TORONTO (Mar. 21) — The coach knows best.
In a city that gets carried away with the slightest hint of prosperity from the Toronto Maple Leafs — often irrespective of circumstance — Mike Babcock is a grounding agent. A modest, 4–2–1 uprising by the hockey club in its past seven games prompted one local columnist to suggest, on the weekend, that the team has “buried [its] old ways.” Apparently, it matters not that the Maple Leafs — in the post–2005 lockout era — have been the most prolific “garbage–time” outfit in the National Hockey League. How often, during the past decade, has the club embarked on a points splurge late in the schedule, long after the demise of any reasonable playoff hope? And, how frequently has the promise of a carryover to the next season been rapidly quashed? That the trend is repeating itself right now with a cast of young, exuberant prospects leads many to believe it will continue — unabated — into the 2016–17 schedule. Which, in fact, it may.
But, first, listen carefully to the coach: “One of the things you have to be real careful of [at this time of year] is over–evaluating what you have because the team you are [facing] some nights isn’t prepared to play,” said Babcock after Saturday night’s 4–1 triumph over the Jack Eichel–less Buffalo Sabres at Air Canada Centre. “When you’re a really good team, [the opposition] prepares to play against you every night. They’re excited to play; you’re a benchmark for them. When you aren’t [a really good team], you can catch them off guard, so we don’t want to over–evaluate anybody here. There’s way more excitement in the [dressing] room when you’re going into the playoffs and you’re chasing the big silver trophy. That’s a lot more fun than this. In saying that, [the Maple Leafs have] good young players and they’re trying to get better.”
MIKE BABCOCK’S VOICE OF REASON SHOULD ECHO LOUDLY AMONG FANS AND MEDIA IN TORONTO.
If you have wondered, even for a moment, during this difficult season whether the Leafs over–paid or over–pursued Babcock last year, there’s your answer. Not only is Babcock among the most accomplished coaches of the past decade in the NHL, he has both feet firmly planted in soil. When he talks about a “really good team,” he does so not whimsically, but from first–hand experience with the terrific Detroit clubs of the early–2000’s. When he warns about rival teams gunning for a top dog, he remembers how opponents prepared to face the Red Wings each night. And, how the Wings had to rise above such competition. When he emphasizes that maintaining a playoff posture throughout the season and ultimately rising to the challenge of four Stanley Cup rounds is “a lot more fun than this,” Babcock cites clear distinction between a pressure–filled sprint atop the NHL standings and a 4–2–1 “surge” in March when nothing is on the line.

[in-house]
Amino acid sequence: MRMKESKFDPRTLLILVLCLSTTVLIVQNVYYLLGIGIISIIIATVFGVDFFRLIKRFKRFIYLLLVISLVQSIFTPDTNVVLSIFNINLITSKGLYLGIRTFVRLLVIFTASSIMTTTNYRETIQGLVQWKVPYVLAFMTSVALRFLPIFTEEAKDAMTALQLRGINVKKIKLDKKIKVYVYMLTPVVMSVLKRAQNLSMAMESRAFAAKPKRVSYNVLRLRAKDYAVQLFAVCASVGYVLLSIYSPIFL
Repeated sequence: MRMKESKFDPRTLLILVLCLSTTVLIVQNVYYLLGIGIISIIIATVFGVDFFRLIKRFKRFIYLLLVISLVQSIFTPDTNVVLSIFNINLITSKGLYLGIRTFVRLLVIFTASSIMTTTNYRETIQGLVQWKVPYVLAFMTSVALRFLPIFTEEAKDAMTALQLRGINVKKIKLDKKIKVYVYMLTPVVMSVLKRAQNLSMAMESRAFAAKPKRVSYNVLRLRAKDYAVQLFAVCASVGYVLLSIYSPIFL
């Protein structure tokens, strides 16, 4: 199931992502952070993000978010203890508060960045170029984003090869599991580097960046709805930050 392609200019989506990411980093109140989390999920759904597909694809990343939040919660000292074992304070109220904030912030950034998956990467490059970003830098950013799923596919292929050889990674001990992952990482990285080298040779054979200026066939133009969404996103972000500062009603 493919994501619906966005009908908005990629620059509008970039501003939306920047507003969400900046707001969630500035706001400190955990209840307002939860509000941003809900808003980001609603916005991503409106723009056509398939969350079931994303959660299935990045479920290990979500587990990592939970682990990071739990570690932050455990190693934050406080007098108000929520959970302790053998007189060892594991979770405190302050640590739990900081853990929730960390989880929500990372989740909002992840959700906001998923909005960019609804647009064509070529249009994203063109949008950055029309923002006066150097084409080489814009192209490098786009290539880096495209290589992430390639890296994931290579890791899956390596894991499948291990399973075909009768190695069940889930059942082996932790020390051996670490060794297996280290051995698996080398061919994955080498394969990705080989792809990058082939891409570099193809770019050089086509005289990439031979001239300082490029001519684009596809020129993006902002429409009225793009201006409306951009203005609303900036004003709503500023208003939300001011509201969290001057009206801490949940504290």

Toronto hockey fans are fortunate to have this man on their side.
Time, of course, will tell whether a sudden accumulation of points damages the Maple Leafs with respect to the NHL draft lottery and order of selection this June. I maintain that a late–season vault was not part of the so–called “Shanaplan” — certainly not after trading Dion Phaneuf, Roman Polak and James Reimer for futures; or after paying such others as Stephane Robidas, Joffrey Lupul and James van Riemsdyk to remain well out of sight. This was a year for the Maple Leafs to fully bottom out — and it could still happen. But, nine points in the past seven games has reduced such an outcome from a probability to a mere possibility.
During the past month, Edmonton, Calgary, Winnipeg, Vancouver and Columbus have all threatened to “catch” the Leafs for 30th overall, only to win three–point games, often against one another. Heading into action tonight, the Jets and Oilers remain the primary competition for last place in the standings; a 20 percent shot at first pick in the draft, and a guaranteed top–four selection. Winnipeg, a playoff team last year, has tumbled precipitously in the second half and is only three points ahead of the Leafs (64–61). Edmonton, always in contention for the basement, is four points up on Toronto, but has played four more games than the Leafs (75–71). Somewhat fortunately, the Leafs are miles behind the pack in ROW’s (regulation or overtime wins) with 19 — six fewer than Edmonton; eight fewer than Winnipeg. And, ROW’s are the first tie–breaker at season’s end, should two or more teams finish with the same number of points.
DUSTIN BYFUGLIEN AND THE WINNIPEG JETS ARE STICKING CLOSE TO THE MAPLE LEAFS.
If the Leafs defeat Calgary tonight at the Air Canada Centre, Winnipeg will be just one up in the standings — both teams having played 72 games. The Jets host Vancouver on Tuesday.